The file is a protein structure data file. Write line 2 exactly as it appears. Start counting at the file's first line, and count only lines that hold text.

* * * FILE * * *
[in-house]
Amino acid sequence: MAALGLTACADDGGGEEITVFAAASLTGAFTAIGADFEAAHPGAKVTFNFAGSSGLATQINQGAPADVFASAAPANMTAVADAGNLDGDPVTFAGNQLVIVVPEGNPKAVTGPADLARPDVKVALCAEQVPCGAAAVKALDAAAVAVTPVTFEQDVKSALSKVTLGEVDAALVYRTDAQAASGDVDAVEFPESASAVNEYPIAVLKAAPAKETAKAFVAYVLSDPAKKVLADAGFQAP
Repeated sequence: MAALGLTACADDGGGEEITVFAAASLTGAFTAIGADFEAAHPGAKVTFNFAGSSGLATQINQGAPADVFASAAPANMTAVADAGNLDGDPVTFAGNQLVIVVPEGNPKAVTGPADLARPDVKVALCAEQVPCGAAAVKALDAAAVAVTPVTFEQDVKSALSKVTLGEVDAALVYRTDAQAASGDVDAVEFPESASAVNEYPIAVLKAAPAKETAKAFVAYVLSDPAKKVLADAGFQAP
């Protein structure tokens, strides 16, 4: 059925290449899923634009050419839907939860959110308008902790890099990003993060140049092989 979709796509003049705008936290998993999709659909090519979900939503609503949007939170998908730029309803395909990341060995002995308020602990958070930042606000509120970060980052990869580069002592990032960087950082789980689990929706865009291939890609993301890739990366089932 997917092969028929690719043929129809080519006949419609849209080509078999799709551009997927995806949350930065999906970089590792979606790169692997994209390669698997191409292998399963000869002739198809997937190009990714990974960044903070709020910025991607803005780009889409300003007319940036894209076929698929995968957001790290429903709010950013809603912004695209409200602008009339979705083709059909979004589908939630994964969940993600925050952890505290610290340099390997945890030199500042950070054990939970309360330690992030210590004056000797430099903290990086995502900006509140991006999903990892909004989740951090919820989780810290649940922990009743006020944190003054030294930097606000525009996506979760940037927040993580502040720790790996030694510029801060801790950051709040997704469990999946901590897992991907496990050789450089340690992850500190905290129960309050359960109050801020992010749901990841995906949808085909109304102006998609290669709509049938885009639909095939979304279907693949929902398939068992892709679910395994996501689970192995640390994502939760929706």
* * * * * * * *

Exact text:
Amino acid sequence: MAALGLTACADDGGGEEITVFAAASLTGAFTAIGADFEAAHPGAKVTFNFAGSSGLATQINQGAPADVFASAAPANMTAVADAGNLDGDPVTFAGNQLVIVVPEGNPKAVTGPADLARPDVKVALCAEQVPCGAAAVKALDAAAVAVTPVTFEQDVKSALSKVTLGEVDAALVYRTDAQAASGDVDAVEFPESASAVNEYPIAVLKAAPAKETAKAFVAYVLSDPAKKVLADAGFQAP